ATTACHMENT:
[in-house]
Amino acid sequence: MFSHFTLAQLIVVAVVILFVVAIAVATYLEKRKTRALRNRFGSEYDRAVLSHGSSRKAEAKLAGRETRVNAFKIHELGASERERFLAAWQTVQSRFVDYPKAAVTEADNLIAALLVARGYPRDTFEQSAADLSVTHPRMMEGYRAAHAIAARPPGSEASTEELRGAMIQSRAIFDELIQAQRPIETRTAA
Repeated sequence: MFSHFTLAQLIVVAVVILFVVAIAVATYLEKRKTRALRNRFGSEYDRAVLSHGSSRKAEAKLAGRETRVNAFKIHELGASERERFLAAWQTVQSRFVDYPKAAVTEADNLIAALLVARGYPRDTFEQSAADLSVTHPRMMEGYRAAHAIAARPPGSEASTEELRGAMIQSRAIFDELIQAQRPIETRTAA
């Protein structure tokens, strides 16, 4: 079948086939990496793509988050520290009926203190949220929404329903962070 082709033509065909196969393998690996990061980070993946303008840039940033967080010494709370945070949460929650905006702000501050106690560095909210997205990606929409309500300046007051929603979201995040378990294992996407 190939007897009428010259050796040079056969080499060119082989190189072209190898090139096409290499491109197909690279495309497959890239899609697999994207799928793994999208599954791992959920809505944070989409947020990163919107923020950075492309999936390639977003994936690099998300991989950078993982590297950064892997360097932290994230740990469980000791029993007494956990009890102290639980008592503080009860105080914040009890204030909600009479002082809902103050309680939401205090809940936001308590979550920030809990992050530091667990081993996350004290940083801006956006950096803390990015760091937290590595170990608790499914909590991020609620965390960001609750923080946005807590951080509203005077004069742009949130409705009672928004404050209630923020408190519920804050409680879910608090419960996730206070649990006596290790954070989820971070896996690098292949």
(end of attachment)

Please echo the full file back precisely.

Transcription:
[in-house]
Amino acid sequence: MFSHFTLAQLIVVAVVILFVVAIAVATYLEKRKTRALRNRFGSEYDRAVLSHGSSRKAEAKLAGRETRVNAFKIHELGASERERFLAAWQTVQSRFVDYPKAAVTEADNLIAALLVARGYPRDTFEQSAADLSVTHPRMMEGYRAAHAIAARPPGSEASTEELRGAMIQSRAIFDELIQAQRPIETRTAA
Repeated sequence: MFSHFTLAQLIVVAVVILFVVAIAVATYLEKRKTRALRNRFGSEYDRAVLSHGSSRKAEAKLAGRETRVNAFKIHELGASERERFLAAWQTVQSRFVDYPKAAVTEADNLIAALLVARGYPRDTFEQSAADLSVTHPRMMEGYRAAHAIAARPPGSEASTEELRGAMIQSRAIFDELIQAQRPIETRTAA
């Protein structure tokens, strides 16, 4: 079948086939990496793509988050520290009926203190949220929404329903962070 082709033509065909196969393998690996990061980070993946303008840039940033967080010494709370945070949460929650905006702000501050106690560095909210997205990606929409309500300046007051929603979201995040378990294992996407 190939007897009428010259050796040079056969080499060119082989190189072209190898090139096409290499491109197909690279495309497959890239899609697999994207799928793994999208599954791992959920809505944070989409947020990163919107923020950075492309999936390639977003994936690099998300991989950078993982590297950064892997360097932290994230740990469980000791029993007494956990009890102290639980008592503080009860105080914040009890204030909600009479002082809902103050309680939401205090809940936001308590979550920030809990992050530091667990081993996350004290940083801006956006950096803390990015760091937290590595170990608790499914909590991020609620965390960001609750923080946005807590951080509203005077004069742009949130409705009672928004404050209630923020408190519920804050409680879910608090419960996730206070649990006596290790954070989820971070896996690098292949």